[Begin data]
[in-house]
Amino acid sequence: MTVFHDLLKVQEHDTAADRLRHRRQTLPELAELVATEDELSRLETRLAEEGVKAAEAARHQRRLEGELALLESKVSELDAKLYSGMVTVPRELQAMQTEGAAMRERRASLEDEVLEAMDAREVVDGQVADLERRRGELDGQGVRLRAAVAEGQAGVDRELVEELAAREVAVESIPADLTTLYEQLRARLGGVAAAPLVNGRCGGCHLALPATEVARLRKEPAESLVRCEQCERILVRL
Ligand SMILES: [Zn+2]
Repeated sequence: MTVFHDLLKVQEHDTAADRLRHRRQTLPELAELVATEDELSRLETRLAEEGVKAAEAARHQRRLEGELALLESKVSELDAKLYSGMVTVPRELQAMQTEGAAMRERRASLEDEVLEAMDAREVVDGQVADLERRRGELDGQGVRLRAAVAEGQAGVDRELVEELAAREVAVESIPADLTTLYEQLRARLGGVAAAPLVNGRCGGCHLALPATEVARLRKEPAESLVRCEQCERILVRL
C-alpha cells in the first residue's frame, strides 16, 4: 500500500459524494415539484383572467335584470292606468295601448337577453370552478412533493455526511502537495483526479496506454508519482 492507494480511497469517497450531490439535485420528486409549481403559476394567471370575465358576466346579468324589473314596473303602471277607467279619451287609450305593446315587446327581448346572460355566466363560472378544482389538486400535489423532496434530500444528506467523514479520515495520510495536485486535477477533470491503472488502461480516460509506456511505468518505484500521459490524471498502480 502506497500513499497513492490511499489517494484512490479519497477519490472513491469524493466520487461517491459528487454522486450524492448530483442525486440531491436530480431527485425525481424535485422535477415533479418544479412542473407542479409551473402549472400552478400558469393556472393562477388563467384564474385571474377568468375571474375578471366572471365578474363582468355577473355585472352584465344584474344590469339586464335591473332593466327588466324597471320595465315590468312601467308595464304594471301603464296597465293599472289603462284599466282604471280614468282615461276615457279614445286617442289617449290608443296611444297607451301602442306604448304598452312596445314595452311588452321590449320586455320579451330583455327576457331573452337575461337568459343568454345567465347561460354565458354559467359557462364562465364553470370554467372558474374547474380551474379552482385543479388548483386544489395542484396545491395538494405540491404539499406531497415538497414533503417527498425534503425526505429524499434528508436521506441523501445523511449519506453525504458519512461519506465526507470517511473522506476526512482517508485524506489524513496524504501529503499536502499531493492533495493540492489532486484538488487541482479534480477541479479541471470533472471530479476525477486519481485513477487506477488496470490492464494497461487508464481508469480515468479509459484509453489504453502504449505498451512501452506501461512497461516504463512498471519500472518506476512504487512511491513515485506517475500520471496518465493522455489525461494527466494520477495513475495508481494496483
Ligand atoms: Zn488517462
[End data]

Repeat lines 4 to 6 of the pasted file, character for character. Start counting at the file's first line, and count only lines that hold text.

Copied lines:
Repeated sequence: MTVFHDLLKVQEHDTAADRLRHRRQTLPELAELVATEDELSRLETRLAEEGVKAAEAARHQRRLEGELALLESKVSELDAKLYSGMVTVPRELQAMQTEGAAMRERRASLEDEVLEAMDAREVVDGQVADLERRRGELDGQGVRLRAAVAEGQAGVDRELVEELAAREVAVESIPADLTTLYEQLRARLGGVAAAPLVNGRCGGCHLALPATEVARLRKEPAESLVRCEQCERILVRL
C-alpha cells in the first residue's frame, strides 16, 4: 500500500459524494415539484383572467335584470292606468295601448337577453370552478412533493455526511502537495483526479496506454508519482 492507494480511497469517497450531490439535485420528486409549481403559476394567471370575465358576466346579468324589473314596473303602471277607467279619451287609450305593446315587446327581448346572460355566466363560472378544482389538486400535489423532496434530500444528506467523514479520515495520510495536485486535477477533470491503472488502461480516460509506456511505468518505484500521459490524471498502480 502506497500513499497513492490511499489517494484512490479519497477519490472513491469524493466520487461517491459528487454522486450524492448530483442525486440531491436530480431527485425525481424535485422535477415533479418544479412542473407542479409551473402549472400552478400558469393556472393562477388563467384564474385571474377568468375571474375578471366572471365578474363582468355577473355585472352584465344584474344590469339586464335591473332593466327588466324597471320595465315590468312601467308595464304594471301603464296597465293599472289603462284599466282604471280614468282615461276615457279614445286617442289617449290608443296611444297607451301602442306604448304598452312596445314595452311588452321590449320586455320579451330583455327576457331573452337575461337568459343568454345567465347561460354565458354559467359557462364562465364553470370554467372558474374547474380551474379552482385543479388548483386544489395542484396545491395538494405540491404539499406531497415538497414533503417527498425534503425526505429524499434528508436521506441523501445523511449519506453525504458519512461519506465526507470517511473522506476526512482517508485524506489524513496524504501529503499536502499531493492533495493540492489532486484538488487541482479534480477541479479541471470533472471530479476525477486519481485513477487506477488496470490492464494497461487508464481508469480515468479509459484509453489504453502504449505498451512501452506501461512497461516504463512498471519500472518506476512504487512511491513515485506517475500520471496518465493522455489525461494527466494520477495513475495508481494496483
Ligand atoms: Zn488517462